Flat Roasted Turkey
Thanksgiving can be a wonderful relaxing time with your family and friends. It can also be a high stress, what was I thinking hosting a dinner for 30 people, kind of crazy. Myself, I always choose the crazy and after reading this you will believe me!
First off we have the Big Kahuna, the turkey. I've heard of ladies climbing out of bed in the middle of the night to start the Thanksgiving turkey so that it would be ready and give all of the other dishes time to cook. Do away with that craziness (hey I need all of the sleep I can get) and cook a flat turkey also called spatchcocking.
I watched a quick video by Mark Bittman to get me started. Basically you remove the
breast bone I mean back bone and press the turkey flat, creating more even cooking throughout the breast and thighs and in less time. Sounds like a good idea, right?
Look at the photo, I removed the breast bone instead of the back bone. Even after watching the video I still had it wrong in my brain. It wasn't scary at all and it was actually really easy using the OXO Poultry Shears. Man those things are SHARP! Plus it's fun to say, "I gotta go spatchcock a turkey." Makes me feel like I'm on Top Chef or something.
Well maybe not considering I did it upside down. I tend to mess up a lot, not just in the kitchen, thank goodness there's nobody standing around tallying my mistakes! Should I put a disclaimer in that says, hey I am a regular person and I make lots of mistakes and I am not an expert? Maybe we just all laugh and move on.
So when I got the breast bone out, I realized, holy cow I think I did it wrong. I watched the video again. Thought it is too late now and went ahead with the method.
No need to cry over spilled milk or spatchcock turkey, right? This is supposed to be fun and if it tastes good then that's what really counts! My theory is to make the best out of it, especially in the kitchen.
Turn the turkey over and mash it down as flat as you can. Place in a roasting pan and proceed as you normally would. I placed a lemon, sage and rosemary under the turkey, drizzled the skin with olive oil, salt and pepper. I tucked a few garlic cloves around and a little fresh thyme around the wings and legs.
I followed the cooking instructions from the video and used the OXO Digital Leave-In Thermometer. Last year the USDA changed the internal temperature of fully cooked turkeys from 180 degrees to 165 degrees. Check your turkey in several places to make sure it is done. Let the turkey rest for about 20 minutes before slicing. (Because I did it backwards, upside down, inside out etc... my turkey took a little longer to cook!)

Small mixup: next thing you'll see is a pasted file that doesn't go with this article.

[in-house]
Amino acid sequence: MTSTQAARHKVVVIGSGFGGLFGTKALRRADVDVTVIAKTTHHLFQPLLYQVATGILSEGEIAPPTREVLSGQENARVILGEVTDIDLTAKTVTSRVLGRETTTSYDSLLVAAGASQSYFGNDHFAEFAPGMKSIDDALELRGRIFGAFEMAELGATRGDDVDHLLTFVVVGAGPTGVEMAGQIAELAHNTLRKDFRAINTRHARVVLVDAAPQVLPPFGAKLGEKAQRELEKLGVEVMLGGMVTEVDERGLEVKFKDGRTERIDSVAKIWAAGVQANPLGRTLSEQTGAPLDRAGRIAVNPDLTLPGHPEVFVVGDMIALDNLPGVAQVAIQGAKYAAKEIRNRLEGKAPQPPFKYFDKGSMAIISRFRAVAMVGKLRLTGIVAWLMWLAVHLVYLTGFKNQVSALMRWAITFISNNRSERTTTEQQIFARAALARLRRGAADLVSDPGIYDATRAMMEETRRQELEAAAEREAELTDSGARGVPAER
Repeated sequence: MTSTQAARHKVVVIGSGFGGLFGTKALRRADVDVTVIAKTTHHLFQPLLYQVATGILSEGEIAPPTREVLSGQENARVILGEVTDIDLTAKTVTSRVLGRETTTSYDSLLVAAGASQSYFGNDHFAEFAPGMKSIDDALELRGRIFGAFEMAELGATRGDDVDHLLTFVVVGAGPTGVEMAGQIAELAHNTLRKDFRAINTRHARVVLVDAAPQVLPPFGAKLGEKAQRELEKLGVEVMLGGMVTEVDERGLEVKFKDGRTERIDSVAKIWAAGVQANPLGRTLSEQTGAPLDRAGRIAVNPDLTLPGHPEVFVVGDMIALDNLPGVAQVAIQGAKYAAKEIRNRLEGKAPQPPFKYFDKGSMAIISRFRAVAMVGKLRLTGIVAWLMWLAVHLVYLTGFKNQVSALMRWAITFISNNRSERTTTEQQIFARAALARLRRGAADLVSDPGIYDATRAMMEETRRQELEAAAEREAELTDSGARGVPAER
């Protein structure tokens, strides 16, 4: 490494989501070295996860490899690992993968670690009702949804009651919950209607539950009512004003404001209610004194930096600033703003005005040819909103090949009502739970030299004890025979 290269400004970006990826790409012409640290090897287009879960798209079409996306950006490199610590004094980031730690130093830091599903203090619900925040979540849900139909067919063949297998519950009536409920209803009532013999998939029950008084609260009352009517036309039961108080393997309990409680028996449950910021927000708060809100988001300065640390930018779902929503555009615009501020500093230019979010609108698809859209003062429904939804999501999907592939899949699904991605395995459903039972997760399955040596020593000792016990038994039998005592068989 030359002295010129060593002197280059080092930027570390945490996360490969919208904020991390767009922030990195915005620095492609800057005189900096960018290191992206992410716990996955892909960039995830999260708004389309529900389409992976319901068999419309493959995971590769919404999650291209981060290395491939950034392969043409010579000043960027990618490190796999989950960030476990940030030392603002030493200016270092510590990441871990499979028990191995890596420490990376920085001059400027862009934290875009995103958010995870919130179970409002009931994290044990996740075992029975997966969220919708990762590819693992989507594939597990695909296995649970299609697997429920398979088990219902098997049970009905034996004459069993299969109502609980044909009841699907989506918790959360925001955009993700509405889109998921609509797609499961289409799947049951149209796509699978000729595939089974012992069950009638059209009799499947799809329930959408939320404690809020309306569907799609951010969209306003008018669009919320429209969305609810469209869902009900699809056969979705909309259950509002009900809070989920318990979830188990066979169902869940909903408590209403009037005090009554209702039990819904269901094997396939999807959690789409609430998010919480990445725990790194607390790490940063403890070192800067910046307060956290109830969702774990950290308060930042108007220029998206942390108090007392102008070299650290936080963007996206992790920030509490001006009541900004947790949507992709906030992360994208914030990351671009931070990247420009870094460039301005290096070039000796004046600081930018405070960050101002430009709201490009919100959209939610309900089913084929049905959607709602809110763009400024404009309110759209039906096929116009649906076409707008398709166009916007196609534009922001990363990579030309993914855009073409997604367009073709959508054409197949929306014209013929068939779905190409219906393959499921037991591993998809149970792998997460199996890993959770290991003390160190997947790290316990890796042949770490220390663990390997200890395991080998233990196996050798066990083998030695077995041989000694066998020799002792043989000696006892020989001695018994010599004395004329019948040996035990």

Now would you like to see a gorgeous post where Matt did it correctly? Click on over to Thyme in Our Kitchen and you can see how it's really done.
Thanksgiving turkey doesn't seem complete without some cranberry sauce, now does it? I don't really like the stuff that comes out of the can but we have it anyway because it's tradition or the kids love it or something. Sometimes I try out a new recipe just to change it up. A few years ago I made a cranberry sauce with horseradish, it was different but not my favorite.
I did some looking through my cookbooks and looked around the internets and settled on this recipe from The Pioneer Woman. It was extremely simple, I had all of the ingredients on hand and it turned out just as good as she promised. I think it's a keeper for me.
I added a few sprigs of fresh thyme to her recipe and I also ran about half of the mixture through my OXO Potato Ricer to change up the consistency a little.
The OXO Potato Ricer is my new favorite kitchen tool! I usually make mashed (whipped) potatoes in the mixer but from now on we will have the fluffiest mashed potatoes thanks to the OXO Potato Ricer!
Don't forget to check out the other great Thanksgiving recipes from Virtual Potluck and look for OXO giveaways too! Featuring a these great products and MORE to make your Thanksgiving dinner a cinch! Hint: OXO giveaway here tomorrow!
Flat Roasted Turkey
- 1 7-10 pound turkey, thawed completely (mine was 10 pound Butterball)
- ¼ cup olive oil (I used Star Garlic Olive Oil)
- 1 tablespoon coarse salt
- 1 teaspoon fresh ground pepper
- 1 lemon cut in half
- 3 fresh sage leaves
- 1 sprig fresh rosemary
- 4 garlic cloves
Preheat oven to 450°F.
Wash turkey and pat dry. Using a pair of poultry shears or a sharp knife, remove the breast bone and discard (or use it to make stock or the gravy).
Turn turkey over onto a flat surface a press to flatten. Place in a roasting pan, cut side down.
Place lemon, sage, and rosemary under turkey. Pour olive oil over skin, sprinkle with salt and pepper. Place garlic cloves and thyme sprigs under wings and around legs, tucking them in.
Place leave in thermometer into the thickest part of the thigh area.
Roast turkey for 20 minutes. Baste turkey with juices and lower oven temperature to 400°F (350° if turkey is browning too fast). Continue to bake until turkey reaches 165-175 degrees in several places, about 40-50 minutes depending on the size of your turkey and how your oven cooks.
Remove from oven and allow to rest 20 minutes before slicing.
Serve with cranberry sauce and all of your favorite fixings!
Disclosure: I was provided OXO products for review, but I was not compensated for this post. All opinions are my own!